Australian junior mining firm Coal of Africa Limited (CoAL) was boosted yesterday by news that China had given regulatory approval to proceed with a transaction to place shares valued at $100 million (R859m) with Haohua Energy International (HEI).
The Chinese state-owned company was given the green light ahead of schedule to subscribe to the CoAL shares at 25p (R3.43) each.
CoAL closed 3.93 percent up at R2.91 on the JSE yesterday following the announcement.
“The share should strengthen further once the deal with HEI has been finalised, and also when production at Vele continues,” Imara SP Reid analyst Stephen Meintjes said yesterday.
The deal announced in October last year is almost complete, with the final hurdle being a shareholders meeting to be held on January 25.
The transaction has been structured in two tranches. The initial $20m portion was conditional on approval by the Australian Foreign Investment Review Board (FIRB). This will be followed by a second investment of $80m conditional on approval by shareholders and regulatory authorities.
The approval from the FIRB and the first $20m tranche were received late in November.
CoAL faced major challenges in the second half of last year, including the decline of the coal and commodities markets and a strike at Mooiplaats colliery, a marginal mine that is in the process of restructuring. The company dismissed 178 employees after the illegal strike, but later reinstated them.
CoAL chairman David Brown said: “I am pleased that the remaining approvals required by HEI to complete the transaction have been received ahead of the shareholder meeting on January 25. Upon the conclusion of this transaction, CoAL will be well placed to execute its vision for the future development of the company.”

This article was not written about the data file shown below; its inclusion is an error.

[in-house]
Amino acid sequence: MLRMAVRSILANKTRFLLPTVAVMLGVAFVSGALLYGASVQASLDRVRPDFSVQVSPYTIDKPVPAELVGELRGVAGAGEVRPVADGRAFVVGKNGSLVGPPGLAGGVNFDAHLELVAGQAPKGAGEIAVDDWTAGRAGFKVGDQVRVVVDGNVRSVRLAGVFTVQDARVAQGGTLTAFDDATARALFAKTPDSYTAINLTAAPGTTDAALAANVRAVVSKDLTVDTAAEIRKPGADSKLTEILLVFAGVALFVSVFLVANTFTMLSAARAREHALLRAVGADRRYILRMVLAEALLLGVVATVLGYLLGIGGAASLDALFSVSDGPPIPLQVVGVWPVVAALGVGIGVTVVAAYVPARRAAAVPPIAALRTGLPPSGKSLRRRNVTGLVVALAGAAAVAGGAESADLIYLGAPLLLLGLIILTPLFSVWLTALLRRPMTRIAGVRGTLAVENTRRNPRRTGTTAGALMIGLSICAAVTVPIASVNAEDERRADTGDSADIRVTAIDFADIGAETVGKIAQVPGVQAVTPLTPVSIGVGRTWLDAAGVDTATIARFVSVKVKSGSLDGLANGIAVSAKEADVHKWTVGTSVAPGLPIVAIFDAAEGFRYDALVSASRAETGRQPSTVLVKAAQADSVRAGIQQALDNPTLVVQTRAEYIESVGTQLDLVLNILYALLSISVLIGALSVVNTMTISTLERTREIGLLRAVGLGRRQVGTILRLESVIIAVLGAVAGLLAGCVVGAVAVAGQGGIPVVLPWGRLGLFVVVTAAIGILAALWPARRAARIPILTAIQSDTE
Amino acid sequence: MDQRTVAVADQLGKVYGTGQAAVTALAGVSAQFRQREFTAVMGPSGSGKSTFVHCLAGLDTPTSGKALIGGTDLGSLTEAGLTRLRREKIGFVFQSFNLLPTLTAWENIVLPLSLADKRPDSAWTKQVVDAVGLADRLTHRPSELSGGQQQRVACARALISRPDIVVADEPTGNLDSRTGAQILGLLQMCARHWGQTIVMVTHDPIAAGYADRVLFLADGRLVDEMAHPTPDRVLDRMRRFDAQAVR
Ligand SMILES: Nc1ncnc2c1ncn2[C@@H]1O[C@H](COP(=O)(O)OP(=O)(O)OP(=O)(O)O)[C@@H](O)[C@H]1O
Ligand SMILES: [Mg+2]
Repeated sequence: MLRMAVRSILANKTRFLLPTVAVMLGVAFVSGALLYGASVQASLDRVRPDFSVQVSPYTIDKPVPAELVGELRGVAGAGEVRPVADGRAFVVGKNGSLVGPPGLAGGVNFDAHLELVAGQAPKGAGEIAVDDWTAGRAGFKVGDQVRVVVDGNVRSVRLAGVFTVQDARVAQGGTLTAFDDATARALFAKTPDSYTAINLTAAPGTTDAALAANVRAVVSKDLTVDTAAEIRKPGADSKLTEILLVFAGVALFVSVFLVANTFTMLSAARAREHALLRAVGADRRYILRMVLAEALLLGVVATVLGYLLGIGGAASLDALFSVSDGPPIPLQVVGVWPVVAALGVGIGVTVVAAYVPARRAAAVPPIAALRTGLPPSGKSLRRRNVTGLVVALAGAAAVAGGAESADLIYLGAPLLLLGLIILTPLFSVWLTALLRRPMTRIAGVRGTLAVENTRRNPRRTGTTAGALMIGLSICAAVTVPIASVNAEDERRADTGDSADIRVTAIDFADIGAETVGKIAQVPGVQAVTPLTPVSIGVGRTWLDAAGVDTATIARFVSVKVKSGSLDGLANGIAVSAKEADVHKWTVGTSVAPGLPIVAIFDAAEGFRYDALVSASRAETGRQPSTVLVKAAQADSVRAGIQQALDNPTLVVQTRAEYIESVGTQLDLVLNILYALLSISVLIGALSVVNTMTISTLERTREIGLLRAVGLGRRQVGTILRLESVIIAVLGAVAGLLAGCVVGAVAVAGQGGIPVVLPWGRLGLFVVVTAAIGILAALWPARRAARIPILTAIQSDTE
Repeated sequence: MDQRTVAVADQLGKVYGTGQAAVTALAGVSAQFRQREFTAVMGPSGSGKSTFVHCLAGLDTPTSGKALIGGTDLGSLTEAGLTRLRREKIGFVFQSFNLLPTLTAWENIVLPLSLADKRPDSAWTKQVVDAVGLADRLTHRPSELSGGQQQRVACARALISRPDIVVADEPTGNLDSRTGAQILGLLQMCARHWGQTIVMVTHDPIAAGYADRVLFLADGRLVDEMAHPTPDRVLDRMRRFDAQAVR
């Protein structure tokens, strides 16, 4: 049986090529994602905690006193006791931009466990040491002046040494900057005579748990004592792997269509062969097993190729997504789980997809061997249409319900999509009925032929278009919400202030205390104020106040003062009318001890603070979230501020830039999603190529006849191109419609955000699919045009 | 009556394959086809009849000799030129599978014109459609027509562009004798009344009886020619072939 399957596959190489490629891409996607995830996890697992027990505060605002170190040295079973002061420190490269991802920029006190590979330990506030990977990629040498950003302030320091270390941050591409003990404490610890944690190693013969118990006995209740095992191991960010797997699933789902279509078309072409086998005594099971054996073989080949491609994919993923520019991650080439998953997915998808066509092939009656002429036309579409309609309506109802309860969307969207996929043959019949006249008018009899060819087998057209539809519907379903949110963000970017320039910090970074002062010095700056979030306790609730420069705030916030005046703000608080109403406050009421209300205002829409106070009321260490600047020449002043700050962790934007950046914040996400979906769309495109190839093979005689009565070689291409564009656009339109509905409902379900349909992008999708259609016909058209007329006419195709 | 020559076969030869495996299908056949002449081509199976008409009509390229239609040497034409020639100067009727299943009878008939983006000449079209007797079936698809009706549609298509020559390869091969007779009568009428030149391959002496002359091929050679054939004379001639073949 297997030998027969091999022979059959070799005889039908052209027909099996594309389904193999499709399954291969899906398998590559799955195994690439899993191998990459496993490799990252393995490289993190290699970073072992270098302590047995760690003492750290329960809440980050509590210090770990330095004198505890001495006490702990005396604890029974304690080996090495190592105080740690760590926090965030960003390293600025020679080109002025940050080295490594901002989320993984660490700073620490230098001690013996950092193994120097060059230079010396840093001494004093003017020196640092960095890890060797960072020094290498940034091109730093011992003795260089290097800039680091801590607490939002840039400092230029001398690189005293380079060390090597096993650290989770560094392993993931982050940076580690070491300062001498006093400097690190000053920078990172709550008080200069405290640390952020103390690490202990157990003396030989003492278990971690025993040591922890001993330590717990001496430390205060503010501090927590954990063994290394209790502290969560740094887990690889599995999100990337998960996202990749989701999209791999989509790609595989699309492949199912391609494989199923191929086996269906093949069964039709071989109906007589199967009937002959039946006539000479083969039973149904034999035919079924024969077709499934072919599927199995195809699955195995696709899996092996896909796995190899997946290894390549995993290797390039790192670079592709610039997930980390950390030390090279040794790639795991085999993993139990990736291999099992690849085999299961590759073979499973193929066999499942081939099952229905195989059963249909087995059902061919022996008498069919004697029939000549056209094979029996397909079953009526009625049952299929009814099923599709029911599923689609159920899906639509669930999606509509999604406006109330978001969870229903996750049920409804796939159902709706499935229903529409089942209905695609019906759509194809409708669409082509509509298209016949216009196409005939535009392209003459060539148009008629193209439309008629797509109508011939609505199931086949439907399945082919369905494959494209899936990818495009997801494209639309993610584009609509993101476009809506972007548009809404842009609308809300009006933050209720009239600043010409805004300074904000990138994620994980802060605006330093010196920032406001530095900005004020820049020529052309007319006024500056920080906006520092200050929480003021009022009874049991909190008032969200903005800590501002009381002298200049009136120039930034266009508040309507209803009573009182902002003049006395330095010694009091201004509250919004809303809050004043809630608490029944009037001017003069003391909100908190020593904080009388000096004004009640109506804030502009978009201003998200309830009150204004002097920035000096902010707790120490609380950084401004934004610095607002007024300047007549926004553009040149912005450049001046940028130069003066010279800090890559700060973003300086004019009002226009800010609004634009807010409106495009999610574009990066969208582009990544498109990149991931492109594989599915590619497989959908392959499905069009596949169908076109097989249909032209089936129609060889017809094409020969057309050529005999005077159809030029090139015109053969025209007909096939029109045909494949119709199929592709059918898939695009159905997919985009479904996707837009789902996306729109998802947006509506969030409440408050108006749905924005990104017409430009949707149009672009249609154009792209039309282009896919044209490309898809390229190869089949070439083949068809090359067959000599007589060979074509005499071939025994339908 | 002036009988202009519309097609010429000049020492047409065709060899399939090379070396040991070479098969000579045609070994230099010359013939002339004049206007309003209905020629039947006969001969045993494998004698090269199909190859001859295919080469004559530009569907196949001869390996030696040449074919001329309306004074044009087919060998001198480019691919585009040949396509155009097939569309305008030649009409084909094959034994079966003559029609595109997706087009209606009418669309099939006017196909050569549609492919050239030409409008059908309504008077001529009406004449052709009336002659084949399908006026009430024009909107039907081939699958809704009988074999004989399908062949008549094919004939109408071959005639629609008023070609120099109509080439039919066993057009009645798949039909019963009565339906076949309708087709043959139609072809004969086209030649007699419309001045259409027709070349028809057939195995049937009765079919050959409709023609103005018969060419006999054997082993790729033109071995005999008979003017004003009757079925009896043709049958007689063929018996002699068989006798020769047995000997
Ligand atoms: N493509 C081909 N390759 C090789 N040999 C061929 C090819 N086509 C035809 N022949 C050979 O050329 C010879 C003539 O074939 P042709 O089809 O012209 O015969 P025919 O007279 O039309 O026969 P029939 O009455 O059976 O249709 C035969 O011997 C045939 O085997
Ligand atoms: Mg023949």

The subscription is expected to turn around the company’s operational and financial structure and aid the development of capital projects and mining plans, the development of business policies and operating plans.
HEI, a subsidiary of Beijing Haohua Energy Resource, will provide technical expertise in the development of the Makhado project in the Soutpansberg coalfield in Limpopo.
CoAL is ramping up to an output capacity of 2.7 million tons a year in the second phase of the Vele colliery in Limpopo, near the Mapungubwe World Heritage Site, by next year.
Late last year, the Save the Mapungubwe Coalition withdrew from a memorandum of understanding setting guidelines for sustainable development at Vele, saying that CoAL had breached the terms of the agreement, which aimed to ensure the world heritage site is not harmed by mining activity.